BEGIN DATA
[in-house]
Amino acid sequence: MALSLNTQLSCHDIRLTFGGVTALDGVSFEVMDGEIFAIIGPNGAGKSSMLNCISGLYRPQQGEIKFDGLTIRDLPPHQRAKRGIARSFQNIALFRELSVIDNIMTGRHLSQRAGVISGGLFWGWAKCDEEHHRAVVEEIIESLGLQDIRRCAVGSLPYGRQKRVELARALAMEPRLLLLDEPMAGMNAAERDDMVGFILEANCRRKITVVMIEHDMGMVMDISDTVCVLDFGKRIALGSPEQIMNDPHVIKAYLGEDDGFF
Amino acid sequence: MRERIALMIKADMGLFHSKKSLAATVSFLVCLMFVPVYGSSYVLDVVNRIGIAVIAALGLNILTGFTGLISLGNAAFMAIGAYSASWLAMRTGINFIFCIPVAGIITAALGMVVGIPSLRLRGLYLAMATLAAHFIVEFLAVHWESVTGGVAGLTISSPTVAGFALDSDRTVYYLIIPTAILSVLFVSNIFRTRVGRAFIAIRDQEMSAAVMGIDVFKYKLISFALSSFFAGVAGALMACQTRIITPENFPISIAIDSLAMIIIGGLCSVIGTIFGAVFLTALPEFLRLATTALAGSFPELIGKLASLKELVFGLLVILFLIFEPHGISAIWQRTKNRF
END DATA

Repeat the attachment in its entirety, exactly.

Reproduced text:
[in-house]
Amino acid sequence: MALSLNTQLSCHDIRLTFGGVTALDGVSFEVMDGEIFAIIGPNGAGKSSMLNCISGLYRPQQGEIKFDGLTIRDLPPHQRAKRGIARSFQNIALFRELSVIDNIMTGRHLSQRAGVISGGLFWGWAKCDEEHHRAVVEEIIESLGLQDIRRCAVGSLPYGRQKRVELARALAMEPRLLLLDEPMAGMNAAERDDMVGFILEANCRRKITVVMIEHDMGMVMDISDTVCVLDFGKRIALGSPEQIMNDPHVIKAYLGEDDGFF
Amino acid sequence: MRERIALMIKADMGLFHSKKSLAATVSFLVCLMFVPVYGSSYVLDVVNRIGIAVIAALGLNILTGFTGLISLGNAAFMAIGAYSASWLAMRTGINFIFCIPVAGIITAALGMVVGIPSLRLRGLYLAMATLAAHFIVEFLAVHWESVTGGVAGLTISSPTVAGFALDSDRTVYYLIIPTAILSVLFVSNIFRTRVGRAFIAIRDQEMSAAVMGIDVFKYKLISFALSSFFAGVAGALMACQTRIITPENFPISIAIDSLAMIIIGGLCSVIGTIFGAVFLTALPEFLRLATTALAGSFPELIGKLASLKELVFGLLVILFLIFEPHGISAIWQRTKNRF